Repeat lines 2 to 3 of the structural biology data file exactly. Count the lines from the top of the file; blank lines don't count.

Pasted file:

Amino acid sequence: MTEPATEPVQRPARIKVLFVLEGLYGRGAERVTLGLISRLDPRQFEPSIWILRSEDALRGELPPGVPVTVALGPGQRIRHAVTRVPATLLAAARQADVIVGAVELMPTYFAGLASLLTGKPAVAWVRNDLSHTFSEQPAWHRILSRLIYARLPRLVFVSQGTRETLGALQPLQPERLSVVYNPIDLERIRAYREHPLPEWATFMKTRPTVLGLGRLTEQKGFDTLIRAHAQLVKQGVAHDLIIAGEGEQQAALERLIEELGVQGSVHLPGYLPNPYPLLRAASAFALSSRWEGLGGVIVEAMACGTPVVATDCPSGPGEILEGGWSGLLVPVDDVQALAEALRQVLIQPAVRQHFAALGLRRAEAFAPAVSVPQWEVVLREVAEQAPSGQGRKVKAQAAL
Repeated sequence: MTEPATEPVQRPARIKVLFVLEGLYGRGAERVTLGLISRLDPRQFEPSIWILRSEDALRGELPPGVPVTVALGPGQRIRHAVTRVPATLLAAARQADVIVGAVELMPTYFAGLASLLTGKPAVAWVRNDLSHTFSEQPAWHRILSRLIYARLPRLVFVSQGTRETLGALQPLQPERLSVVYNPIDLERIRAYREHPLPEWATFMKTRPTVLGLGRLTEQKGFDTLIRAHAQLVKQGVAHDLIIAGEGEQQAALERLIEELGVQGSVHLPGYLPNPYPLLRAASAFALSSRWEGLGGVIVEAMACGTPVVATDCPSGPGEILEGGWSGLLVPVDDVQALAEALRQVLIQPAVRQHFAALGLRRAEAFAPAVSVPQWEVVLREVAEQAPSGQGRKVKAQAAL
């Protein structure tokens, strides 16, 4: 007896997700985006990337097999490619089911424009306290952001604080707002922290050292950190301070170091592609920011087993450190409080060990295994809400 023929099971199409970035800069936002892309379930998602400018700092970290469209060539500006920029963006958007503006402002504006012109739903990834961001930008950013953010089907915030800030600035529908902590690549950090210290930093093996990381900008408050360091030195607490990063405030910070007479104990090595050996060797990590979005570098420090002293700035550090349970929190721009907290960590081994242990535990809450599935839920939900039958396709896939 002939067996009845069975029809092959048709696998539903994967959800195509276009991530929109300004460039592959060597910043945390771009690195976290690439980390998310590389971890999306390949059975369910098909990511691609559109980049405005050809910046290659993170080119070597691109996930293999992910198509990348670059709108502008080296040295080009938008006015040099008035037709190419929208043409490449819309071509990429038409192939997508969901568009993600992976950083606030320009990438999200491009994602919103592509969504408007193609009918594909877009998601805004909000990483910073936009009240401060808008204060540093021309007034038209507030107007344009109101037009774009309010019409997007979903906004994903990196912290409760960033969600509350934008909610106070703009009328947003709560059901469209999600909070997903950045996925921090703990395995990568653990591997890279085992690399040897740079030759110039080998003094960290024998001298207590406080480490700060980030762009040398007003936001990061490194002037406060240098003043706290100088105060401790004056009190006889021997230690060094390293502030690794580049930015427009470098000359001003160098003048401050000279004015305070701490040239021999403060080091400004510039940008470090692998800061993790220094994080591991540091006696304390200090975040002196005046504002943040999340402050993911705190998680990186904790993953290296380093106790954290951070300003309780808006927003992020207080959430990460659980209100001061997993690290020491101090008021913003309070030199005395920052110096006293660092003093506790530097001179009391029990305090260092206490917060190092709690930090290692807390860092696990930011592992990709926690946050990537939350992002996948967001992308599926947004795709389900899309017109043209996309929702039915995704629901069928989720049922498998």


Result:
Repeated sequence: MTEPATEPVQRPARIKVLFVLEGLYGRGAERVTLGLISRLDPRQFEPSIWILRSEDALRGELPPGVPVTVALGPGQRIRHAVTRVPATLLAAARQADVIVGAVELMPTYFAGLASLLTGKPAVAWVRNDLSHTFSEQPAWHRILSRLIYARLPRLVFVSQGTRETLGALQPLQPERLSVVYNPIDLERIRAYREHPLPEWATFMKTRPTVLGLGRLTEQKGFDTLIRAHAQLVKQGVAHDLIIAGEGEQQAALERLIEELGVQGSVHLPGYLPNPYPLLRAASAFALSSRWEGLGGVIVEAMACGTPVVATDCPSGPGEILEGGWSGLLVPVDDVQALAEALRQVLIQPAVRQHFAALGLRRAEAFAPAVSVPQWEVVLREVAEQAPSGQGRKVKAQAAL
């Protein structure tokens, strides 16, 4: 007896997700985006990337097999490619089911424009306290952001604080707002922290050292950190301070170091592609920011087993450190409080060990295994809400 023929099971199409970035800069936002892309379930998602400018700092970290469209060539500006920029963006958007503006402002504006012109739903990834961001930008950013953010089907915030800030600035529908902590690549950090210290930093093996990381900008408050360091030195607490990063405030910070007479104990090595050996060797990590979005570098420090002293700035550090349970929190721009907290960590081994242990535990809450599935839920939900039958396709896939 002939067996009845069975029809092959048709696998539903994967959800195509276009991530929109300004460039592959060597910043945390771009690195976290690439980390998310590389971890999306390949059975369910098909990511691609559109980049405005050809910046290659993170080119070597691109996930293999992910198509990348670059709108502008080296040295080009938008006015040099008035037709190419929208043409490449819309071509990429038409192939997508969901568009993600992976950083606030320009990438999200491009994602919103592509969504408007193609009918594909877009998601805004909000990483910073936009009240401060808008204060540093021309007034038209507030107007344009109101037009774009309010019409997007979903906004994903990196912290409760960033969600509350934008909610106070703009009328947003709560059901469209999600909070997903950045996925921090703990395995990568653990591997890279085992690399040897740079030759110039080998003094960290024998001298207590406080480490700060980030762009040398007003936001990061490194002037406060240098003043706290100088105060401790004056009190006889021997230690060094390293502030690794580049930015427009470098000359001003160098003048401050000279004015305070701490040239021999403060080091400004510039940008470090692998800061993790220094994080591991540091006696304390200090975040002196005046504002943040999340402050993911705190998680990186904790993953290296380093106790954290951070300003309780808006927003992020207080959430990460659980209100001061997993690290020491101090008021913003309070030199005395920052110096006293660092003093506790530097001179009391029990305090260092206490917060190092709690930090290692807390860092696990930011592992990709926690946050990537939350992002996948967001992308599926947004795709389900899309017109043209996309929702039915995704629901069928989720049922498998």